The Estonian capital, Tallinn, has achieved the tenth place in the Innovation Cities: Small 200 Index, which evaluates the innovativeness of cities with fewer than one million residents.
The city has made a significant leap in rankings, climbing 77 places compared with 2018. The improvement is attributed to the city’s digitalisation efforts, according to the Tallinn city government.
“Creating a better breeding ground for innovation and providing support contributes to the development of our businesses, offers new solutions to the city itself, and creates a more fertile entrepreneurial landscape. We have made significant progress in digitising city services and have supported the community and businesses in this endeavour. Our ambition is to lead in innovation and serve as an example for others,” the city’s deputy mayor, Joosep Vimm, said in a statement.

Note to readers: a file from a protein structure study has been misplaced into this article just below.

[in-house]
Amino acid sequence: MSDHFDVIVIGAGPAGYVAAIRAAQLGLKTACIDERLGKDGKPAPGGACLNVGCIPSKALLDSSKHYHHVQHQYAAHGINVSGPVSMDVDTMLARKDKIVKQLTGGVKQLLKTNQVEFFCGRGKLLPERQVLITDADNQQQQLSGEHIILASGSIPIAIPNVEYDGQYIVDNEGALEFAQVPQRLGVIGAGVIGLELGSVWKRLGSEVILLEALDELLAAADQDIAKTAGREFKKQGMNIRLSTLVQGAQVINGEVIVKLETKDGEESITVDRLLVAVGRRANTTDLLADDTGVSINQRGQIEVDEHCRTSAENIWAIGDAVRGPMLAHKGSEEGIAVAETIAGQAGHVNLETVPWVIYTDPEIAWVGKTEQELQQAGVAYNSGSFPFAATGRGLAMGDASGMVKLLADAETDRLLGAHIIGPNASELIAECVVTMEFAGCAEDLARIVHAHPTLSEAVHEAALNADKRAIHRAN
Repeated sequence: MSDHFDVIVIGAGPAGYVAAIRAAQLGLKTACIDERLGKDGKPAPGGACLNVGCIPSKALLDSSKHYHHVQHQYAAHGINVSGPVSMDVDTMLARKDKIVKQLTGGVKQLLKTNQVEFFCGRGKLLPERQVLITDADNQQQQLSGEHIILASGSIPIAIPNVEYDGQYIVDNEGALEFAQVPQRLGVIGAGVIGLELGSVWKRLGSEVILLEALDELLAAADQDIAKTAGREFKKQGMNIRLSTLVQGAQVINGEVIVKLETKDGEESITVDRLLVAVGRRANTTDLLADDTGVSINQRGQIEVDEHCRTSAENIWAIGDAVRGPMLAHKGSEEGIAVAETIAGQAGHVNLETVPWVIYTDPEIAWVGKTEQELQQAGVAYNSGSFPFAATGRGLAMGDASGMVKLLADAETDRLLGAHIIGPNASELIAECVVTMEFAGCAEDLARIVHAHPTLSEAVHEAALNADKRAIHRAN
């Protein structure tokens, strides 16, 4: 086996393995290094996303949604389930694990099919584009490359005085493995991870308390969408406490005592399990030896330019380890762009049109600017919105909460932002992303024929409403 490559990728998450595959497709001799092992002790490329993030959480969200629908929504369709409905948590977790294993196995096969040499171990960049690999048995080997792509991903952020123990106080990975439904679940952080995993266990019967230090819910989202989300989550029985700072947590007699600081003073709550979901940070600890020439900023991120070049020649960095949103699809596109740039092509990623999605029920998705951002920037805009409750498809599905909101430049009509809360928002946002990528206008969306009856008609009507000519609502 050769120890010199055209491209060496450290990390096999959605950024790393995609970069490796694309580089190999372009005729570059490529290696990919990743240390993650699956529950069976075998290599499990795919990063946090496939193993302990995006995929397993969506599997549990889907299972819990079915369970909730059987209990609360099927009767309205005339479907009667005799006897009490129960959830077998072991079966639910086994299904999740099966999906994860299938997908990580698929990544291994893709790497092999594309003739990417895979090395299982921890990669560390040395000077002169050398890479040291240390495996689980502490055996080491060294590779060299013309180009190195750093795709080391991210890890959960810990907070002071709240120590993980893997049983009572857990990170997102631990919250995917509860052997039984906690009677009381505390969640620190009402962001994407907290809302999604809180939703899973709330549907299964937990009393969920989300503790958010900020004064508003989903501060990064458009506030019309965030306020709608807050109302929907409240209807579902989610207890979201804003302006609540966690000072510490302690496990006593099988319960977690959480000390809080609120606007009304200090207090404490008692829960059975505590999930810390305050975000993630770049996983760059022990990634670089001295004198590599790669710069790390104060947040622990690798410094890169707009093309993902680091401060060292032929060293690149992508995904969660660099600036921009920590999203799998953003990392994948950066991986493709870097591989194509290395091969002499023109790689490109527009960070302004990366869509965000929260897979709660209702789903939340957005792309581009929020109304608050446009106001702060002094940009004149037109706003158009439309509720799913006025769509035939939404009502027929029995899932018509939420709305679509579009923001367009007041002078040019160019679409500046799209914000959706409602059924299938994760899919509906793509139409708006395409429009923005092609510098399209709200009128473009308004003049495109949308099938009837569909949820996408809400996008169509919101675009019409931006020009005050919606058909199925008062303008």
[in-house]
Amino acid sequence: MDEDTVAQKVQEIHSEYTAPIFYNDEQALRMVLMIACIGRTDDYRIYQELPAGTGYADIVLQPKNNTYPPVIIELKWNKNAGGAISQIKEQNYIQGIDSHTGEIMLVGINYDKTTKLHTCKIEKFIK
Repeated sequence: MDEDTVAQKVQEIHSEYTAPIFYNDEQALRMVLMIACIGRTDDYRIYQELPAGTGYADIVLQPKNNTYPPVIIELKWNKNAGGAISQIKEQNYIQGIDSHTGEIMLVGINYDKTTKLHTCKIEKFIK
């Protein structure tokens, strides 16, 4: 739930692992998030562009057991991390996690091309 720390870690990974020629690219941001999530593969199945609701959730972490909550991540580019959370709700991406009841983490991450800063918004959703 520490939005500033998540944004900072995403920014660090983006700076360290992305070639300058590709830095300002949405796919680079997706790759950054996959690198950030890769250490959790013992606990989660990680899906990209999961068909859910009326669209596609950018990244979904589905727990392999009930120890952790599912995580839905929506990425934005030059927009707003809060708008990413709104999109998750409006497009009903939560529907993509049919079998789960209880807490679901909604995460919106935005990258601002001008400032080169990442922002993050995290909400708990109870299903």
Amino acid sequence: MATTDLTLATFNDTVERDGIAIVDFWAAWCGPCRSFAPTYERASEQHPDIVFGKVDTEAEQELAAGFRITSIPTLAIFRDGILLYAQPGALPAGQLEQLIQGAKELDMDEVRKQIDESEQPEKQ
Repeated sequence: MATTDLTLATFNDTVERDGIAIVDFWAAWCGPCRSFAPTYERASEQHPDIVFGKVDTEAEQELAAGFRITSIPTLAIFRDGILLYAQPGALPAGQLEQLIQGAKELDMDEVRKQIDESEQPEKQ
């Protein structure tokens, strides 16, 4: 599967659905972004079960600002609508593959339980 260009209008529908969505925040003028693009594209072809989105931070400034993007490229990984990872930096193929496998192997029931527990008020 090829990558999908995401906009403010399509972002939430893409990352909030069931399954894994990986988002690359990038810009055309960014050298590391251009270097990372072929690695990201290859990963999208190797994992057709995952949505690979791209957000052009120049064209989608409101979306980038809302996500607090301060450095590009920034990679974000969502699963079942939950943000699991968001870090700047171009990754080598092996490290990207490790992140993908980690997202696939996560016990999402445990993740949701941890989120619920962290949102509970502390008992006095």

The Innovation Cities: Small 200 index provides insights into how smaller cities can outperform their size in innovation and development. Amsterdam, the Netherlands tops this list, followed by Tel Aviv, Israel; Basel, Switzerland; Frankfurt and Düsseldorf, Germany; Québec City, Canada; Rotterdam, the Netherlands; Gothenburg, Sweden; Geneva, Switzerland; and Tallinn. In addition to various innovation indicators, Tallinn’s success is attributed to the city’s and Estonia’s global recognition for digital solutions.
The index utilises 162 indicators across 31 categories, including culture, transportation options, technology, taxation and sustainability, offering a comprehensive assessment of the cities’ innovation potential.
In the global ranking of 500 cities, Tallinn holds the 102nd position, with Tokyo, Japan, leading the list. Helsinki, Finland, ranks 39th, and Riga, Latvia, 256th.
The international data innovation agency 2thinknow has been publishing the rankings since 2007.